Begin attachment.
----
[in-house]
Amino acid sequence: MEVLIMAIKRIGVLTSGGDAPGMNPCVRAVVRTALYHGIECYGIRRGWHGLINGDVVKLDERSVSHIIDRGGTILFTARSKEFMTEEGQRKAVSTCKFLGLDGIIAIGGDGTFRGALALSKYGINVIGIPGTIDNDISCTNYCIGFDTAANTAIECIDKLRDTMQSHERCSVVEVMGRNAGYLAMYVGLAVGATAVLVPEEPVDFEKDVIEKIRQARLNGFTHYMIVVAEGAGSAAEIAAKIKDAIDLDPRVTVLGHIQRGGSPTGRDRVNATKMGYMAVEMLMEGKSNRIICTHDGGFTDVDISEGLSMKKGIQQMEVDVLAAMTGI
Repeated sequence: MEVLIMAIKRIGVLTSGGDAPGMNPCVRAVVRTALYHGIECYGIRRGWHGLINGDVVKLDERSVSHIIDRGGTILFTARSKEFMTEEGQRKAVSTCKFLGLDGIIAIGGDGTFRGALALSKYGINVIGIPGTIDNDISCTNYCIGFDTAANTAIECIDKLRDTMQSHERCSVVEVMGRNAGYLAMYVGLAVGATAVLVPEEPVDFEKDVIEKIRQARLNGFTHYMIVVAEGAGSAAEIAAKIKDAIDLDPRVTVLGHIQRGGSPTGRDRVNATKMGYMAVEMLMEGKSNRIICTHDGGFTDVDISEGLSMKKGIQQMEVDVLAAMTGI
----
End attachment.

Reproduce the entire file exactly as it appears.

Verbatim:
[in-house]
Amino acid sequence: MEVLIMAIKRIGVLTSGGDAPGMNPCVRAVVRTALYHGIECYGIRRGWHGLINGDVVKLDERSVSHIIDRGGTILFTARSKEFMTEEGQRKAVSTCKFLGLDGIIAIGGDGTFRGALALSKYGINVIGIPGTIDNDISCTNYCIGFDTAANTAIECIDKLRDTMQSHERCSVVEVMGRNAGYLAMYVGLAVGATAVLVPEEPVDFEKDVIEKIRQARLNGFTHYMIVVAEGAGSAAEIAAKIKDAIDLDPRVTVLGHIQRGGSPTGRDRVNATKMGYMAVEMLMEGKSNRIICTHDGGFTDVDISEGLSMKKGIQQMEVDVLAAMTGI
Repeated sequence: MEVLIMAIKRIGVLTSGGDAPGMNPCVRAVVRTALYHGIECYGIRRGWHGLINGDVVKLDERSVSHIIDRGGTILFTARSKEFMTEEGQRKAVSTCKFLGLDGIIAIGGDGTFRGALALSKYGINVIGIPGTIDNDISCTNYCIGFDTAANTAIECIDKLRDTMQSHERCSVVEVMGRNAGYLAMYVGLAVGATAVLVPEEPVDFEKDVIEKIRQARLNGFTHYMIVVAEGAGSAAEIAAKIKDAIDLDPRVTVLGHIQRGGSPTGRDRVNATKMGYMAVEMLMEGKSNRIICTHDGGFTDVDISEGLSMKKGIQQMEVDVLAAMTGI